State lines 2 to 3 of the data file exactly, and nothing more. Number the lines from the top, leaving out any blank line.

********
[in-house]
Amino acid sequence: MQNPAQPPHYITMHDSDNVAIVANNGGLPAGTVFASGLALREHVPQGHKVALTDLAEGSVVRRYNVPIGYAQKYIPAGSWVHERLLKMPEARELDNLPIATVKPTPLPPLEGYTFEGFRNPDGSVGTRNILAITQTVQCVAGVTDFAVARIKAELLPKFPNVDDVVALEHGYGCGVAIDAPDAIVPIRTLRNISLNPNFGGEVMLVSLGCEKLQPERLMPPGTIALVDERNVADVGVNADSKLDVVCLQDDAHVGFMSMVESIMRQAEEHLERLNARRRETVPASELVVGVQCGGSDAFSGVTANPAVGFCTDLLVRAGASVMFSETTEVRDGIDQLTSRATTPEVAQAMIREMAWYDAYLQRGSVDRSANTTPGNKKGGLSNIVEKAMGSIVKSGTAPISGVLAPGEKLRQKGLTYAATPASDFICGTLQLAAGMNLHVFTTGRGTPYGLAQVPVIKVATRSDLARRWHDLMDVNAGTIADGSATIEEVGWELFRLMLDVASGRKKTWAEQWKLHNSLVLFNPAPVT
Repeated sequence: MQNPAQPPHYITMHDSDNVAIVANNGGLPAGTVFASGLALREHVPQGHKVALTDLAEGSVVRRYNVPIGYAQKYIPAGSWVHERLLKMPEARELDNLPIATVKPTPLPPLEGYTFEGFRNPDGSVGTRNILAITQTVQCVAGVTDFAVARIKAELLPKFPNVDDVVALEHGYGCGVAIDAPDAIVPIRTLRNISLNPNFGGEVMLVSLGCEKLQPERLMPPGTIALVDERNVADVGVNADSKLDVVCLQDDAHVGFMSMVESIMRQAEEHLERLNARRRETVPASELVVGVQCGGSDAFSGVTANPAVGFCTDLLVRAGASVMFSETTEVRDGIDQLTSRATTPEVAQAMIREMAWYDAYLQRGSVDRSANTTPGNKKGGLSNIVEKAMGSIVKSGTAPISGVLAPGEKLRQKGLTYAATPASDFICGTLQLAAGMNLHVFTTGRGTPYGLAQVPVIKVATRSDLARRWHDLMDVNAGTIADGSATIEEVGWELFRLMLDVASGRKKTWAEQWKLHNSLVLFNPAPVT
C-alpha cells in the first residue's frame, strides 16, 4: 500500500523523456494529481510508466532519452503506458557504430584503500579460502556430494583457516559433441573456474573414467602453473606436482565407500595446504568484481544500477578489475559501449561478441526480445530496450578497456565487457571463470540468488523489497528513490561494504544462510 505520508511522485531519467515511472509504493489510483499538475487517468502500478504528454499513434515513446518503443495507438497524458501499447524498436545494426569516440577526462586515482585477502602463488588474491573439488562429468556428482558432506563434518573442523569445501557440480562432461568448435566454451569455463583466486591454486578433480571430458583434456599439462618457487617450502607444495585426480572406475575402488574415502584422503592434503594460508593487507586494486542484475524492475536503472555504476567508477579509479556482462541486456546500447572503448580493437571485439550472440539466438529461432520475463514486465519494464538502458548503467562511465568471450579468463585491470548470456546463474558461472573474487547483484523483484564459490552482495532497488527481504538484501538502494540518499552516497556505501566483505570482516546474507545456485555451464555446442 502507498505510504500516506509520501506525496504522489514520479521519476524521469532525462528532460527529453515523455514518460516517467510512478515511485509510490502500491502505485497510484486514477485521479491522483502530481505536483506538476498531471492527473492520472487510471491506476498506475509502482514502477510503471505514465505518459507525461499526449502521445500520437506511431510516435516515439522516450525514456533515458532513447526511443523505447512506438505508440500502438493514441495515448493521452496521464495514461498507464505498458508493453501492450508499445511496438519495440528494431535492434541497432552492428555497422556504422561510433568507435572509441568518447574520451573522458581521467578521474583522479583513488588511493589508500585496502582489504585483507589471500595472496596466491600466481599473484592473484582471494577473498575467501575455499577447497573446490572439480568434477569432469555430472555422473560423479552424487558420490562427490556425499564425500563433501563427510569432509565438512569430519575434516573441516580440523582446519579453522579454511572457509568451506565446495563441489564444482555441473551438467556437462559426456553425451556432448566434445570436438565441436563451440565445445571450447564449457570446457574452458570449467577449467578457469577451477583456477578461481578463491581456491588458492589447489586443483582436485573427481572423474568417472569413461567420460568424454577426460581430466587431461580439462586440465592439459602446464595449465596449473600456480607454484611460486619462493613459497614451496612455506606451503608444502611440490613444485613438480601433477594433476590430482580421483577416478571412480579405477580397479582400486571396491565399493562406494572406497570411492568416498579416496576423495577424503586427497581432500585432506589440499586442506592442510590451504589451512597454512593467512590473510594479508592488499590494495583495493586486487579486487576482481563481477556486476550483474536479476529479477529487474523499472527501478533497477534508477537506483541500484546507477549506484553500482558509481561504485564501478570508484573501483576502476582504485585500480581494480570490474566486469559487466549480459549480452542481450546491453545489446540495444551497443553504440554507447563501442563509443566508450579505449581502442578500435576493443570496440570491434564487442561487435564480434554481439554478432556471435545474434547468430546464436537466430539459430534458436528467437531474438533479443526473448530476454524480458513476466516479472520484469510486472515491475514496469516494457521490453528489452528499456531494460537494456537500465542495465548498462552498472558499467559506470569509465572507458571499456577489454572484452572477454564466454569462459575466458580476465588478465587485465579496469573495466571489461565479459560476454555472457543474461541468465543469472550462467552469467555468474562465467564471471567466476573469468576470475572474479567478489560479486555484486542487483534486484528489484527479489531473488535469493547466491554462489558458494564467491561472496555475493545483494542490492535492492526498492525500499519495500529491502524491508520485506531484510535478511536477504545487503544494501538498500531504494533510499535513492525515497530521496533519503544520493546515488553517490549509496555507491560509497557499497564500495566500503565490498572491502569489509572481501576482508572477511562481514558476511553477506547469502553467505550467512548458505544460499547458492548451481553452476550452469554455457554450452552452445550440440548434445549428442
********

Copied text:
Amino acid sequence: MQNPAQPPHYITMHDSDNVAIVANNGGLPAGTVFASGLALREHVPQGHKVALTDLAEGSVVRRYNVPIGYAQKYIPAGSWVHERLLKMPEARELDNLPIATVKPTPLPPLEGYTFEGFRNPDGSVGTRNILAITQTVQCVAGVTDFAVARIKAELLPKFPNVDDVVALEHGYGCGVAIDAPDAIVPIRTLRNISLNPNFGGEVMLVSLGCEKLQPERLMPPGTIALVDERNVADVGVNADSKLDVVCLQDDAHVGFMSMVESIMRQAEEHLERLNARRRETVPASELVVGVQCGGSDAFSGVTANPAVGFCTDLLVRAGASVMFSETTEVRDGIDQLTSRATTPEVAQAMIREMAWYDAYLQRGSVDRSANTTPGNKKGGLSNIVEKAMGSIVKSGTAPISGVLAPGEKLRQKGLTYAATPASDFICGTLQLAAGMNLHVFTTGRGTPYGLAQVPVIKVATRSDLARRWHDLMDVNAGTIADGSATIEEVGWELFRLMLDVASGRKKTWAEQWKLHNSLVLFNPAPVT
Repeated sequence: MQNPAQPPHYITMHDSDNVAIVANNGGLPAGTVFASGLALREHVPQGHKVALTDLAEGSVVRRYNVPIGYAQKYIPAGSWVHERLLKMPEARELDNLPIATVKPTPLPPLEGYTFEGFRNPDGSVGTRNILAITQTVQCVAGVTDFAVARIKAELLPKFPNVDDVVALEHGYGCGVAIDAPDAIVPIRTLRNISLNPNFGGEVMLVSLGCEKLQPERLMPPGTIALVDERNVADVGVNADSKLDVVCLQDDAHVGFMSMVESIMRQAEEHLERLNARRRETVPASELVVGVQCGGSDAFSGVTANPAVGFCTDLLVRAGASVMFSETTEVRDGIDQLTSRATTPEVAQAMIREMAWYDAYLQRGSVDRSANTTPGNKKGGLSNIVEKAMGSIVKSGTAPISGVLAPGEKLRQKGLTYAATPASDFICGTLQLAAGMNLHVFTTGRGTPYGLAQVPVIKVATRSDLARRWHDLMDVNAGTIADGSATIEEVGWELFRLMLDVASGRKKTWAEQWKLHNSLVLFNPAPVT